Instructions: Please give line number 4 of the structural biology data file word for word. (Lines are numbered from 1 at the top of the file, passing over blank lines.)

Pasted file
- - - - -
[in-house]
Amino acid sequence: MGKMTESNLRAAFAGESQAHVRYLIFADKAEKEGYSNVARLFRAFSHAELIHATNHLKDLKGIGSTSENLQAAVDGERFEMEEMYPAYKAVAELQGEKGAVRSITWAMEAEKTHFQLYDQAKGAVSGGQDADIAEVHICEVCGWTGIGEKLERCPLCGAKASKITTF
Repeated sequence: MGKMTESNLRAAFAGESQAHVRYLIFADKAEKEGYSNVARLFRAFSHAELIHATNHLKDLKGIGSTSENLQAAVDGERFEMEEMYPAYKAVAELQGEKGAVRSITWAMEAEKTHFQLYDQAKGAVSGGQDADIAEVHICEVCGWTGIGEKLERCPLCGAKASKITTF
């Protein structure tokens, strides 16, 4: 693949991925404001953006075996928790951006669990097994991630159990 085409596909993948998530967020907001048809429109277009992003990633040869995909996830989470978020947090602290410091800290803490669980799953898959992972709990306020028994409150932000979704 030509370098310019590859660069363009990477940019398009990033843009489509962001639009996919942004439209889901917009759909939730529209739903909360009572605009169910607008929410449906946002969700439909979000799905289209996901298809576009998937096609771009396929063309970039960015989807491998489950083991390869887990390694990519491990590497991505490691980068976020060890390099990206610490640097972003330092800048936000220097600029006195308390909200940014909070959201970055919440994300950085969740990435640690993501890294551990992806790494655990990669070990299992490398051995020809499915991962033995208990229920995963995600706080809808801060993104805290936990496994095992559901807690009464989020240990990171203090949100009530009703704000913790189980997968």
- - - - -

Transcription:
């Protein structure tokens, strides 16, 4: 693949991925404001953006075996928790951006669990097994991630159990 085409596909993948998530967020907001048809429109277009992003990633040869995909996830989470978020947090602290410091800290803490669980799953898959992972709990306020028994409150932000979704 030509370098310019590859660069363009990477940019398009990033843009489509962001639009996919942004439209889901917009759909939730529209739903909360009572605009169910607008929410449906946002969700439909979000799905289209996901298809576009998937096609771009396929063309970039960015989807491998489950083991390869887990390694990519491990590497991505490691980068976020060890390099990206610490640097972003330092800048936000220097600029006195308390909200940014909070959201970055919440994300950085969740990435640690993501890294551990992806790494655990990669070990299992490398051995020809499915991962033995208990229920995963995600706080809808801060993104805290936990496994095992559901807690009464989020240990990171203090949100009530009703704000913790189980997968």